Then Sanger sends out a new version of the old Iraq War "Niger" canard: "It was the international atomic agency that first concluded that the evidence Mr. Bush cited in his State of the Union speech in January, saying that Saddam Hussein had tried to obtain nuclear material in Africa, was based on forged documents."

Though this time Sanger does accurately state that Bush mentioned Africa in his State of the Union speech, not Niger (as Sanger previously claimed in a story written with Todd Purdum October 1), Sanger nonetheless falsely suggests that the evidence Bush cited in the State of the Union was based on forged documents--just because some Niger documents were later determined to be forged.

But as liberal media critic Bob Somerby points out, the British intelligence Bush referred to in his State of the Union focused on the Congo as the possible source of Iraqi uranium, not Niger. Somerby added: "...if you got the impression from recent reporting that the Brit intel was all about Niger, you just may have been snookered again."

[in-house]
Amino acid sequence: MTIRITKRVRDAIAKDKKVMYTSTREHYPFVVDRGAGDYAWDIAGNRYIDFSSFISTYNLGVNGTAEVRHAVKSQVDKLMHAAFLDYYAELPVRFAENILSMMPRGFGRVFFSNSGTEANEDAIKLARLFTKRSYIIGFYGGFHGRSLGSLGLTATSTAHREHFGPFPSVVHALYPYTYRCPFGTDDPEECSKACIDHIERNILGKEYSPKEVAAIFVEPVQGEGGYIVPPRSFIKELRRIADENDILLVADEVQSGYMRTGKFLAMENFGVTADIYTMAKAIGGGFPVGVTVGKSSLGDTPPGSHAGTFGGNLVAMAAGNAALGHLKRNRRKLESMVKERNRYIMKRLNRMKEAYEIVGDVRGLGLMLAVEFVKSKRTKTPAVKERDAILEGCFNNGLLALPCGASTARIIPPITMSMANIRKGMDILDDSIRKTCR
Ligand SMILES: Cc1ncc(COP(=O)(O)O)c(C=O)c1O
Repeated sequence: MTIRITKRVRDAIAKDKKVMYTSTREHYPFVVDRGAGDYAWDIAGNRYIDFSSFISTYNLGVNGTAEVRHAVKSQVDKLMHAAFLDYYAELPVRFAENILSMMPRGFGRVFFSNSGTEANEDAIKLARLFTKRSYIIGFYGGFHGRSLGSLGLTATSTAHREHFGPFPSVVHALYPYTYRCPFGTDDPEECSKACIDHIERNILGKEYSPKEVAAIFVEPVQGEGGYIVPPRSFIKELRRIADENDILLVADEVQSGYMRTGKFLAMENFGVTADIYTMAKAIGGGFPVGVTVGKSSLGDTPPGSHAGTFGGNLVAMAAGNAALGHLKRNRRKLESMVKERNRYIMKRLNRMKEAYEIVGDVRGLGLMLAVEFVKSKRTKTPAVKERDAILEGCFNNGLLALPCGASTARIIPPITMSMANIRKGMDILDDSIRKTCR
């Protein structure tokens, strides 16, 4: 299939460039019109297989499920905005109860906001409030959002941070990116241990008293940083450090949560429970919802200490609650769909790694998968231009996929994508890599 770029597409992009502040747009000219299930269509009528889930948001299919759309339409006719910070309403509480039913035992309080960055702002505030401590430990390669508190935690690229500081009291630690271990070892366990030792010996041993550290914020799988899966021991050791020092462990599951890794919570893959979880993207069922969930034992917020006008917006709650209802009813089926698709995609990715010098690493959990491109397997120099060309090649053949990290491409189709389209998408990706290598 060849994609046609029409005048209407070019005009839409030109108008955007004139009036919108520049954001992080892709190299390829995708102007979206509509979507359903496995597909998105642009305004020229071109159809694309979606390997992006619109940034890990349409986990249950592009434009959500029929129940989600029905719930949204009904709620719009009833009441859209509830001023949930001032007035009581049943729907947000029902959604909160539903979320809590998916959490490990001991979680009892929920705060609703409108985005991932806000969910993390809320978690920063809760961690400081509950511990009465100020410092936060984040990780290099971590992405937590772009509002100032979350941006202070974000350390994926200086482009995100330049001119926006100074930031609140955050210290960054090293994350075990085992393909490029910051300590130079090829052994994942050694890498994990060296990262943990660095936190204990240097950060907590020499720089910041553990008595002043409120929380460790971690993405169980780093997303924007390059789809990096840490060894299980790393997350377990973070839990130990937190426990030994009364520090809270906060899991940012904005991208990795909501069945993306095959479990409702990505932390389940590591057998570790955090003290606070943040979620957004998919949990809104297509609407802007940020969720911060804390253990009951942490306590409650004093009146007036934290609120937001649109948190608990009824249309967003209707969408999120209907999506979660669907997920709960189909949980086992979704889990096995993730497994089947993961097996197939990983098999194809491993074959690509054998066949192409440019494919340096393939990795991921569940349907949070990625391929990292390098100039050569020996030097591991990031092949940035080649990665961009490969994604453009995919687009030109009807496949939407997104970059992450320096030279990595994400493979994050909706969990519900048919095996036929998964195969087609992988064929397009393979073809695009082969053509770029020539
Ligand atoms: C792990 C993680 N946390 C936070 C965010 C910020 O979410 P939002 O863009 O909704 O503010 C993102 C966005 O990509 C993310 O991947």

For the rest of Sanger on Iran and Bush's "setback," click here.

George W. Bush | Iran | Iraq War | Niger | David Sanger

Still No Liberals in the Medicare Drug Debate

How does one quote Rep. Charles Rangel, Sen. Ted Kennedy, and a group allied with the AFL-CIO in a Medicare story without once using the word "liberal?" Robert Pear and Robin Toner manage it in their Thursday piece, "Counting Votes and Attacks In Final Push for Medicare Bill." (There are, however, three mentions of conservatives who have raised objections over the bill, which would cost at least $400 billion.)

For the rest of the Medicare fight story by Pear and Toner, click here.

Drugs | Labeling Bias | Medicare | Robert Pear | Robin Toner